WRITING & MARKETING ADVICE
Dianne K. Salerni (The Eighth Day) on writing a middle-grade series (Project Mayhem)
... and Angie Smibert (The Meme Plague) weighs in on series as well (Cynsations)
Kevin B. Parsons details The Top Ten Writing Fallacies (Author Culture)
Dan Blank explains how to launch something (you know, like a book, maybe) (Writer Unboxed)
Author Marissa Burt (Storybound) explains what to expect in the letter from your editor

AGENTS & QUERIES
Gemma Cooper of the Bent Agency reveals what she's looking for
Kathleen Nishimoto of William Morris Endeavor Entertainment chats with Cynsations
Literary Rambles shines their agent spotlight on Josh Getzler of Hannigan, Salzy, Getzler

KIDLIT / PUBLISHING NEWS
National Book Award for Young People's Literature finalists announced (PW)
Roth's Allegiant comes racing out of the gate (PW)
S&S Launching New Sci Fi / Fantasy Imprint (PW)

INTERVIEWS
Holly Black (The Spiderwick Chronicles, The Coldest Girl in Coldtown) chats with The Horn Book
Debut author Caroline Carlson (The Very Nearly Honorable League of Pirates #1: Magic Marks the Spot) sits down with Cynsations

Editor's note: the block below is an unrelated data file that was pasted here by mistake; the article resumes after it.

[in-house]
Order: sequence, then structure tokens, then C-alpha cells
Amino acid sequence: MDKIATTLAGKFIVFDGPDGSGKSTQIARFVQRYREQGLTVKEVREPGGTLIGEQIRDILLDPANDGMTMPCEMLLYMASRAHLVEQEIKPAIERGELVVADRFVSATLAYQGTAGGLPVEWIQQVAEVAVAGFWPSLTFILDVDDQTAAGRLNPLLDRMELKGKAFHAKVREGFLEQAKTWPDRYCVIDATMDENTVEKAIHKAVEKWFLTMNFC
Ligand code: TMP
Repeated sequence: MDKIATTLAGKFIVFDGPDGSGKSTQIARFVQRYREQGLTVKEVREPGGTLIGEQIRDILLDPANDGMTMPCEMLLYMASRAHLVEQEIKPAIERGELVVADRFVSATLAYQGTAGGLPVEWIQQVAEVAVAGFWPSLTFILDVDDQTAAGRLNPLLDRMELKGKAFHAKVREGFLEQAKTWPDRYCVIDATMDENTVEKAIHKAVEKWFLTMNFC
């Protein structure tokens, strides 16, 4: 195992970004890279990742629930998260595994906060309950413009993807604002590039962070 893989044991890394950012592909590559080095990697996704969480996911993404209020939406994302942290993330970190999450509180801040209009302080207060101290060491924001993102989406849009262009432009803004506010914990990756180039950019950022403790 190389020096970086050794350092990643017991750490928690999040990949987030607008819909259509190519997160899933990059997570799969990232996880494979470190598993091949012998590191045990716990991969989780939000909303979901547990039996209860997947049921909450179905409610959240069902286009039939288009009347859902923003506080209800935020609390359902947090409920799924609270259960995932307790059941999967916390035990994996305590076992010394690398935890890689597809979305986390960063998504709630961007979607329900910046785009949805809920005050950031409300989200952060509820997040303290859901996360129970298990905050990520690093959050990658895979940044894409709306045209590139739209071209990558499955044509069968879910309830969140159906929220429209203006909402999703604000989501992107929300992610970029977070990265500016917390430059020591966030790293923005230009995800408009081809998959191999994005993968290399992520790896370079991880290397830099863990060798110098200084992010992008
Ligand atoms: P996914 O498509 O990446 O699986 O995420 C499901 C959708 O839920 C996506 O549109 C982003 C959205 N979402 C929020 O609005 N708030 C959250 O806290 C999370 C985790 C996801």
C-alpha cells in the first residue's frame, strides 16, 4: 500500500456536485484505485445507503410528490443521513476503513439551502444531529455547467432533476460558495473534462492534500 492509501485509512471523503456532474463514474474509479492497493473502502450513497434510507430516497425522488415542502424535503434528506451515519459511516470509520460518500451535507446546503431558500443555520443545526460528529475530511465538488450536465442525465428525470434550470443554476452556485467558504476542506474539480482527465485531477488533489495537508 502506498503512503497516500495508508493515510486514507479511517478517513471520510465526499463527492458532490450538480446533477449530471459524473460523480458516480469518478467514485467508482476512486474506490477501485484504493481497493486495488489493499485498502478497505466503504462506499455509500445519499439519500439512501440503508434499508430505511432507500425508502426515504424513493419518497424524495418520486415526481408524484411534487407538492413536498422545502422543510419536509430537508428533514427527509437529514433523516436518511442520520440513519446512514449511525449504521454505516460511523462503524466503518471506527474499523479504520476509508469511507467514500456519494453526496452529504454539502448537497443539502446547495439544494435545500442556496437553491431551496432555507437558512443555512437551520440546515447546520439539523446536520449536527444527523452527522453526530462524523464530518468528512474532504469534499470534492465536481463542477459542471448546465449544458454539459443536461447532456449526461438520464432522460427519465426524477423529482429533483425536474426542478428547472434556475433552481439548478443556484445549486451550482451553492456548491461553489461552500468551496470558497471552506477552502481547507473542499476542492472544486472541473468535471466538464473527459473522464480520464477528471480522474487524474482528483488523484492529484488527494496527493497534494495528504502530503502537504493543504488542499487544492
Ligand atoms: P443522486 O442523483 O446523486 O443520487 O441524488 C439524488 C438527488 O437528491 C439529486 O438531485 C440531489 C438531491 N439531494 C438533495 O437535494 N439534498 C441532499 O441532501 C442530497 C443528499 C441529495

Veronica Roth (Divergent trilogy) on the Today Show with Matt Lauer
Rick Riordan (The Heroes of Olympus series) and Jonathan Stroud (Lockwood & Co: The Screaming Staircase) interview each other on Riordan's blog (thanks to Charlotte's Library for the link)

GREAT NEW MIDDLE-GRADE READS  
Sunny Sweet Is So Not Sorry by Jennifer Ann Mann (contemporary; 1st in new series) (Secrets & Sharing Soda blog)
When Did You See Her Last? by Lemony Snicket (mystery; 2nd in series)


Ever After High: The Storybook of Legends by Shannon Hale (fractured fairytale; 1st in new series)

The Winter of the Robots by Kurtis Scaletta (sci-fi)
The 9 Lives of Alexander Baddenfield by Jon Bemelmans Marciano (gothic humor)
My Basmati Bat Mitzvah by Paula J. Freedman (contemporary)








  The Girl Who Soared Over Fairyland and Cut the Moon in Two by Catherynne M. Valente (fantasy; 3rd in series)
House of Hades by Rick Riordan (fantasy/mythology; 4th in series)










COOL BOOK TRAILERS
When the Butterflies Came by Kimberley Griffiths Little (via Cynsations)
The Templeton Twins Have an Idea by Ellis Weiner (via Watch. Connect. Read.)


MISCELLANY
Maryann Yinn gives a list of book-themed Halloween costumes (GalleyCat)
Real, true ghostly encounters from the authors at The Enchanted Inkpot
Cool bookish jack-o'-lanterns featured on Book Riot


top image courtesy of wikimedia commons; available for reuse under this Creative Commons license